Wednesday, March 18, 2009
The government must really do something about this before it gets worse.
Below is the full text of the news article from Inquirer.net that I am talking about:
‘Crunch taking toll on BPO workers’ health’
By Jerome Aning
Philippine Daily Inquirer
First Posted 20:11:00 03/18/2009
MANILA, Philippines – A labor study group warned Wednesday that occupational health risks in the outsourcing industry are likely to increase after the Business Processing Association of the Philippines (BPAP) said companies are scaling down growth targets and hiring of new personnel, if not already laying off some.
The Quezon City-based Ecumenical Institute for Labor Education and Research (EILER) said BPO firms that shed staff tend to overwork their remaining employees.
“It has come to our attention that some outsourcing companies are already employing reduced workforce[s] while encouraging multitasking and additional unpaid work hours, which will further distress the health of the employees,” EILER deputy executive director Anna Leah Escresa-Colina said in a statement sent to the Philippine Daily Inquirer (parent company of INQUIRER.net).
She said last year, EILER undertook a research on call centers servicing the airline, railway, bus, cruise ship/ferry industries, and logistics, goods and transport industries.
The research, she said, found out that the occupational health risks from graveyard shifts, long working hours, very cool temperatures in work places, and high work stress due to high quotas are very serious and potentially life-threatening.
Most of the respondents, according to Colina, experienced sleeping problems, eye strain, overall fatigue, headaches, chest and back pains, voice problems and mental stress. Other health hazards were work stress, work time, and irrational behavior of customers.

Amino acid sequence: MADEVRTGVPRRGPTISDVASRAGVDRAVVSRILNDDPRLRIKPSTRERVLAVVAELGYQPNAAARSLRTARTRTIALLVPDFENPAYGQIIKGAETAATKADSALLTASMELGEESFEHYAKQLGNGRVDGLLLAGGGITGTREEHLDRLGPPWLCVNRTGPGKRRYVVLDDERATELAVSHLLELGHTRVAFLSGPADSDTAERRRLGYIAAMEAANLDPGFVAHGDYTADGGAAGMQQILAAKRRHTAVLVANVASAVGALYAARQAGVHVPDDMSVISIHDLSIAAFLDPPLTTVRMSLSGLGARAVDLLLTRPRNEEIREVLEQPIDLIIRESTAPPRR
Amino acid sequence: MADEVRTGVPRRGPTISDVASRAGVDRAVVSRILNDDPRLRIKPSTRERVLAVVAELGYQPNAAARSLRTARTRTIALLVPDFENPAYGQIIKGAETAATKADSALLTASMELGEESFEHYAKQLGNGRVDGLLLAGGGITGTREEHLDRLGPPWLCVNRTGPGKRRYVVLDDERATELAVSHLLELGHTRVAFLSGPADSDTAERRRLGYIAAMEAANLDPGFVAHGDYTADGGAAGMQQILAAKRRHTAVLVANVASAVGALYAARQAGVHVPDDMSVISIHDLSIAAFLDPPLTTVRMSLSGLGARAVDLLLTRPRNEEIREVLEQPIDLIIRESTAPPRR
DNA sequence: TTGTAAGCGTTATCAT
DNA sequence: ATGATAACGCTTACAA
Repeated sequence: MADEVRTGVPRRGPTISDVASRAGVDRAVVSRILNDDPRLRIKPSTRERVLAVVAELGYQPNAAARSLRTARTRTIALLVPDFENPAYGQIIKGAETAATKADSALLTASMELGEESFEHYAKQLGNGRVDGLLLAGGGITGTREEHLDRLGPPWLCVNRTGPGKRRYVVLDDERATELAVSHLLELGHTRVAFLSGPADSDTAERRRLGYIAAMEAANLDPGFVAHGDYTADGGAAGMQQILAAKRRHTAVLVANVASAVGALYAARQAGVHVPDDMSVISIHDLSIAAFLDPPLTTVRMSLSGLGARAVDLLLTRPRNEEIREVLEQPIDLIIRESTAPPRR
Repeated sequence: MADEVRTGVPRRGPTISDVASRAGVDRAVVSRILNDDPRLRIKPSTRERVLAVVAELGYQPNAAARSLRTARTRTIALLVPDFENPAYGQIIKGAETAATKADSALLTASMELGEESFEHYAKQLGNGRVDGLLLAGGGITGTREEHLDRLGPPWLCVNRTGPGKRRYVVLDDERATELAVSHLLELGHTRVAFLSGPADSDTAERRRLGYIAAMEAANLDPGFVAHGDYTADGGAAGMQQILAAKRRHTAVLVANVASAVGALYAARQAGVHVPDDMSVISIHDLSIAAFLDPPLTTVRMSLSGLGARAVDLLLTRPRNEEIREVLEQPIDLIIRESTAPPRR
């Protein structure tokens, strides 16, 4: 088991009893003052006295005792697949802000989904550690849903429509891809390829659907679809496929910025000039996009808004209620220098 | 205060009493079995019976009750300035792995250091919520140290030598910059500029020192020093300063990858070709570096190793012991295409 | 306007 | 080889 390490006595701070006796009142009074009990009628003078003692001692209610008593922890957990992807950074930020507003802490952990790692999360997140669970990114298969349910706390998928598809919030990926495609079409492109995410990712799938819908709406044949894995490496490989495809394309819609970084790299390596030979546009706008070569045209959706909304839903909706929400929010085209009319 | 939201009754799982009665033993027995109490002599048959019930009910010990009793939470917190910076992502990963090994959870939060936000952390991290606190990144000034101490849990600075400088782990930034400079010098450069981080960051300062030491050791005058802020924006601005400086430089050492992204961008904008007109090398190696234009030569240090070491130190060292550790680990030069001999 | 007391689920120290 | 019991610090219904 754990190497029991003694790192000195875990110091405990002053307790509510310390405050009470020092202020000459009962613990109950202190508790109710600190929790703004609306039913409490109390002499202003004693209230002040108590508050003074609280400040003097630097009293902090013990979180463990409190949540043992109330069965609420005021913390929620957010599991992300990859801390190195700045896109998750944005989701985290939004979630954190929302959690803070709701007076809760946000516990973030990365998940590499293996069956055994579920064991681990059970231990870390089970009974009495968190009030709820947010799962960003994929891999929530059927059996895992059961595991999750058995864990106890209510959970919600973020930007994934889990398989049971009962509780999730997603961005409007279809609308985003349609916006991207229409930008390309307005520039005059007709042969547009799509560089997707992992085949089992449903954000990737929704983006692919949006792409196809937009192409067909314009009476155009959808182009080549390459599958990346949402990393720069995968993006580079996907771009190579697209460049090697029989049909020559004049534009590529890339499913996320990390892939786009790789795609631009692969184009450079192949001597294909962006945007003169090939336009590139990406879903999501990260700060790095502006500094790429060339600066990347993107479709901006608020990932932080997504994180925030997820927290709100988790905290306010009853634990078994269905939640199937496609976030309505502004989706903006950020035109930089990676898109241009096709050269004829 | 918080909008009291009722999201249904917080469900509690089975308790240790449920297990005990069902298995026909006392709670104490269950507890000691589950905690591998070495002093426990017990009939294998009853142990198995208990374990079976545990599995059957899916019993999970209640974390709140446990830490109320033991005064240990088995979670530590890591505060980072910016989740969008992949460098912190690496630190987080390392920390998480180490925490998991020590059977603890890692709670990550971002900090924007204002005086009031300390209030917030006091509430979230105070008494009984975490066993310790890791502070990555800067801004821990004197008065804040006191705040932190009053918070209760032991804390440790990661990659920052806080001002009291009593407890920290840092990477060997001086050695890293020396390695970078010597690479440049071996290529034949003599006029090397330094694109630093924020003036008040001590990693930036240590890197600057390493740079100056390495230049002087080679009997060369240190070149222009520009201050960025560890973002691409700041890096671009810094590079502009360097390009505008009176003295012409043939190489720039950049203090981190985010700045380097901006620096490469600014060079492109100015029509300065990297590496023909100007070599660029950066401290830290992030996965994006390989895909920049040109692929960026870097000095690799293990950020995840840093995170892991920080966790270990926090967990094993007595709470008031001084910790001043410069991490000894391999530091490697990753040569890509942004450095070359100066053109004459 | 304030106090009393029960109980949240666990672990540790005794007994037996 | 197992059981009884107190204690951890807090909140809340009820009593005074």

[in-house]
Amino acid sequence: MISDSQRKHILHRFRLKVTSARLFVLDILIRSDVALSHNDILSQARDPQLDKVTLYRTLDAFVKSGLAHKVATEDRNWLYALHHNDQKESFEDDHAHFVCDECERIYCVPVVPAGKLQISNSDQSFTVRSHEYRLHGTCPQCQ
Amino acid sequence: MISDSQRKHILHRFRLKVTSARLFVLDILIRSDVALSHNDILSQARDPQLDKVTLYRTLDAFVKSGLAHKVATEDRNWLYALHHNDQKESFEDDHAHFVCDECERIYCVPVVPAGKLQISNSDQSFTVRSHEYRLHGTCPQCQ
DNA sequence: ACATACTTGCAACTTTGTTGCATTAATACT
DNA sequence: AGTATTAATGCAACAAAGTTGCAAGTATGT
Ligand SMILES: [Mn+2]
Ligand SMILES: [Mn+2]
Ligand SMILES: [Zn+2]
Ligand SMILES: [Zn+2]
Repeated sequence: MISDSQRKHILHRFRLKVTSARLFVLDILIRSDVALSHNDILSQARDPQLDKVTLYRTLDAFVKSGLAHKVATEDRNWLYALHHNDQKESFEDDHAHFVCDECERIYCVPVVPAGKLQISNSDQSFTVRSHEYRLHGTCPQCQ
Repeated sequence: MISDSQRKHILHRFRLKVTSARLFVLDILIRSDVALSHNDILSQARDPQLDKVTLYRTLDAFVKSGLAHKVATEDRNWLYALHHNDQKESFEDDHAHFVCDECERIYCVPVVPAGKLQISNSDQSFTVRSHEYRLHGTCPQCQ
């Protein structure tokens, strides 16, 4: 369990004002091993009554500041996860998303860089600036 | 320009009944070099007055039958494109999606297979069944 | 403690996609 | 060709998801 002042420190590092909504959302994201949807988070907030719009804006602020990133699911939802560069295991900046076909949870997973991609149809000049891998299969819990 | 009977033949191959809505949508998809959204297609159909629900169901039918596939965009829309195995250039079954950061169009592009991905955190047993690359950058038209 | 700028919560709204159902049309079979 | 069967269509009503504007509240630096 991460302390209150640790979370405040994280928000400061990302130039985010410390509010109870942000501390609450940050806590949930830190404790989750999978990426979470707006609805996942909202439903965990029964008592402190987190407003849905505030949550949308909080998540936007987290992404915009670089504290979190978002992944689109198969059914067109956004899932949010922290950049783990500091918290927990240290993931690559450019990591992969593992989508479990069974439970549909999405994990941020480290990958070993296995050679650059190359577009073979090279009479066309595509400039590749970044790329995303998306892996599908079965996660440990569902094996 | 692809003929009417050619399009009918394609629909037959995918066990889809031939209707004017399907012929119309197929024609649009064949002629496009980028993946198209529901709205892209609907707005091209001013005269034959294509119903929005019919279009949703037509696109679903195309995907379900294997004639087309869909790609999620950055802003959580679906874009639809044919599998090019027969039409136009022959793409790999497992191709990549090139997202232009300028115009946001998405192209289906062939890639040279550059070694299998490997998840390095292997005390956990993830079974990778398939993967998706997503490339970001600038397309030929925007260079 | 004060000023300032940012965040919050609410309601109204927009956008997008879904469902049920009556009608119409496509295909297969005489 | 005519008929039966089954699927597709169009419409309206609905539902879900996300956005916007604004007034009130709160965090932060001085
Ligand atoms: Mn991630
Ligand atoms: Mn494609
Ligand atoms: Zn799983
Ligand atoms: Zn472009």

“Despite such high occupational health risks in call centers, clinical services are found to be wanting especially during graveyard shifts,” she added, recalling that in 2007, a stress-induced death of a call center agent was reported in the media.
Colina also found fault in BPAP’s statement that it was still possible to earn $13 billion in revenues as indicated by the so-called BPO Roadmap 2010.
“But to be able to reach this revenue target, the right of BPO employees to organize will be effectively suppressed as only organized employees can comprehensively advance their concerns on health and safety, career paths and development, skills development, their social life, savings for their future and long-term occupation security,” she explained.
The EILER official said the BPO industry is virtually union-free because organizing in the sector is said to be covertly and overtly discouraged by the management.
EILER also said that the Department of Labor and Employment’s new Guidelines on Flexible Work Arrangements which encouraged establishments to impose forced leaves, overtime without pay, shift reduction, rotation, compressed work week and other practices could undermine the rights of workers of in other industries as well.
Monday, March 16, 2009
Please submit TWO COPIES of your final answers, which must be typewritten, using size 12 Times New Roman font, and double-spaced with 1-inch margin on all sides. The total number of pages of your entire submission should not exceed twelve (12) pages. Failure to comply with these restrictions will result in penalties on your grade.
You must submit your answers on or before 12:00 noon on March 20, Friday at the Dean’s office. One point will be deducted for each minute over this deadline.
The success of Barack Obama in harnessing the Internet to propel himself to the White House has generated a lot of interest in replicating the same here in the Philippines. Can it be done here? Why or why not? How can you run an Internet campaign on the cheap in the Philippines?